[cifs-protocol] FW: [REG:111061756137964] Encryption of the key for "netsh branchcache importkey and exportkey.

Christopher R. Hertel crh at samba.org
Tue Jul 5 22:46:38 MDT 2011


I was able to decrypt an extracted key.  Here are some quick notes, which 
may be useful to those writing the documentation on key extraction.

- The block size, as you (Edgar) noted, is 16 bytes.  As it turns out,
   this is the *standard* block size for AES CBC.  AES, however, is
   derived directly from Rijndael (the name of the cypher before it won
   the competition to become AES).  Rijndael allows variable block sizes.

   Since some cryptographic toolkits implement the broader Rijndael
   cypher, it is worth mentioning that 16-bytes is the AES standard
   block size.

- The initialization vector (IV) is also 16 bytes, to match the block

   It took us a while to figure out that the IV should be an array of
   16 bytes initialized to all zeros.  The IV is required by the AES CBC

- The padding, as noted, is PKCS7.  There will be 1 to 16 bytes of
   padding, so the last byte of the decrypted data is guaranteed to be
   part of the padding.  See rfc2315, section-10.3.

I was testing using two different implementations of AES:  MCrypt and 
OpenSSL.  MCrypt implements Rijndael and uses the cyphername "rijndael-128" 
to indicate a block size (not key length!) of 128 bits (16 bytes).

In summary, the formula for decryption is as follows:

1) The passphrase is in Unicode UTF-16-LE encoding.
    The decryption key is the SHA256 of the passphrase, EXcluding the
    NUL terminator.  The key is, therefore, exactly 32 bytes (256 bits)
    in length.

    key = SHA256( passphrase )

2) The Initialization Vector (IV) is a string of 16 NUL bytes.

3) The algorithm is AES-256, where 256 represents the size of the key.
    The algorithm mode is CBC, and the block size is 16 bytes (as
    defined in the AES standard).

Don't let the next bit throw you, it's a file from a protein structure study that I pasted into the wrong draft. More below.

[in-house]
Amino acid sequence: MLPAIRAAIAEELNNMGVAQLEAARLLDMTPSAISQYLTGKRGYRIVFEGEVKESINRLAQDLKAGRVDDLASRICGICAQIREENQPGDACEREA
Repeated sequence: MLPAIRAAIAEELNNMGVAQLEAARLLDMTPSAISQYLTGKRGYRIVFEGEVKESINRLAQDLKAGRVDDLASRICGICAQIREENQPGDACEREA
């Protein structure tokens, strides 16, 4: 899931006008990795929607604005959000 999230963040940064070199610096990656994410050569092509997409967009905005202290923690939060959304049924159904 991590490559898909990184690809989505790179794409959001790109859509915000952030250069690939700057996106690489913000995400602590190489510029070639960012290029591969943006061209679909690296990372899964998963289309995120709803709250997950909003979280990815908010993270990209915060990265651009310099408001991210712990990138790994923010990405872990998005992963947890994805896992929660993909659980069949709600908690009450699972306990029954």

4) The decrypted output (plaintext) is exactly the same length as the
    input (cyphertext).  However, it is composed of three parts:

            32 bytes: The SHA256 of the actual PeerDist Secret Key.
    len-(32+n) bytes: The actual PeerDist Secret Key.
             n bytes: PKCS7 padding.

    Where n is the numeric value of the last byte of the decrypted
    plaintext and len is the total length of the original cyphertext.

Phew.  :)

I have both my Mcrypt and OpenSSL implementations working now.  I will 
polish them a little and post them somewhere (possibly CIFS.Org).  I also 
want to get this working in Python.

Chris -)-----

On 07/05/2011 02:51 PM, Christopher R. Hertel wrote:
> Thanks, Edgar.
> That's another critical piece of information.  I will keep working with this.
> Chris -)-----
> Edgar Olougouna wrote:
>> Hi Chris,
>> Just a quick follow-up, the block size is 16.
>> Thanks,
>> Edgar

"Implementing CIFS - the Common Internet FileSystem" ISBN: 013047116X
Samba Team -- http://www.samba.org/     -)-----   Christopher R. Hertel
jCIFS Team -- http://jcifs.samba.org/   -)-----   ubiqx development, uninq.
ubiqx Team -- http://www.ubiqx.org/     -)-----   crh at ubiqx.mn.org
OnLineBook -- http://ubiqx.org/cifs/    -)-----   crh at ubiqx.org

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